Osteoporosis: Prevention and In-Home Care
Did you know that over 44 million Americans are at serious risk for developing osteoporosis?
Even though women are four times more likely to develop the disease than men, every senior needs to understand the symptoms and prevention methods to guard against declining bone health.Download the Printable Flyer: Osteoporosis and the Elderly Download the Printable Flyer: Understanding Osteoporosis
What Is Osteoporosis?
Osteoporosis is a disease that speeds up bone loss and reduces bone quality. If not treated, this disease will progress painlessly until a bone breaks, usually in the hip, spine or wrist.
Complications from osteoporosis can lead to spine compression-fractures, disability from severely weakened bones and immobility due to hip fractures.
Several risk factors can contribute to the development of osteoporosis:
- Older Age. While osteoporosis develops in people of all ages, it’s most common in elderly people. (As we age, we lose bone density.) Women over 50 and men over 70 have a higher risk.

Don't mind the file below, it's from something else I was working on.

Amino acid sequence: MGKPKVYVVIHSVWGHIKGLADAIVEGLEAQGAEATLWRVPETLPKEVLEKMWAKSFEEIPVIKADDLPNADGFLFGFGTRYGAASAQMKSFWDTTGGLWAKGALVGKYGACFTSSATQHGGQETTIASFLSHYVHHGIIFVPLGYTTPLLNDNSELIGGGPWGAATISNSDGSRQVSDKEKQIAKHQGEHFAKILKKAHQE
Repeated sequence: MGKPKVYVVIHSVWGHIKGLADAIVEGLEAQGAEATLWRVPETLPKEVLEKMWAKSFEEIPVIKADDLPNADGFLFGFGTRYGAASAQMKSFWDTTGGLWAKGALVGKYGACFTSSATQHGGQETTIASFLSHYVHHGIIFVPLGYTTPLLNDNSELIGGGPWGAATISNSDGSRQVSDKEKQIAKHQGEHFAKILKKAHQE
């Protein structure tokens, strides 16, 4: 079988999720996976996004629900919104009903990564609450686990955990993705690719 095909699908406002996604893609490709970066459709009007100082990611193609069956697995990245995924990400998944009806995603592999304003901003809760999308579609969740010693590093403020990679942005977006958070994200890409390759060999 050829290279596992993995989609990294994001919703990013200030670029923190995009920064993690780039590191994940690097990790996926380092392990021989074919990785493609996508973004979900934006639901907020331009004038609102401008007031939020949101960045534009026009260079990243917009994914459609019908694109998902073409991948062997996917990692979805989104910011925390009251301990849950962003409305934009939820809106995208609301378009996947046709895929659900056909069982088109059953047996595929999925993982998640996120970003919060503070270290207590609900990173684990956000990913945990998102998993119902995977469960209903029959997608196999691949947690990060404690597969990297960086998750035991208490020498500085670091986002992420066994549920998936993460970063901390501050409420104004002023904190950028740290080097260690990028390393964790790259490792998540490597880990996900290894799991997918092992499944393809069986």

- Being a woman. Women are at greater risk than men. They have lighter, thinner bones. About one in two women over age 50 will break a bone due to osteoporosis. However, it’s not just a women’s disease. One in four men over 50 will also have a broken bone related to osteoporosis.
- Going through menopause. The leading cause of osteoporosis is the drop in estrogen after menopause. Estrogen is a hormone that helps protect bones, so bone loss increases at that time.
Other risk factors include family history, low body weight, smoking, being confined to a bed, and vitamin D and calcium deficiencies.
According to the National Osteoporosis Foundation, there are four main steps for osteoporosis prevention:
- Adopt a diet rich in calcium and vitamin D.
- Engage in regular weight-bearing exercise.
- Avoid smoking and excess alcohol.
- Have a bone-density test.
It’s important to talk with your health-care provider about which of these steps are right for you, and to what degree you should engage in them. In some cases, a doctor may prescribe certain medications for osteoporosis prevention and/or treatment.
How Preferred Care at Home Can Help
At Preferred Care at Home, our reliable and compassionate caregivers can come alongside people with osteoporosis and help implement prevention measures.
To prevent fractures from falls, we can provide light housekeeping, making sure walkways are always clear. In addition, we can help you with an exercise program and meal preparation, ensuring that your diet contains calcium and vitamin D.
To find out more about how we can help you or a loved one, please contact us today.contact us today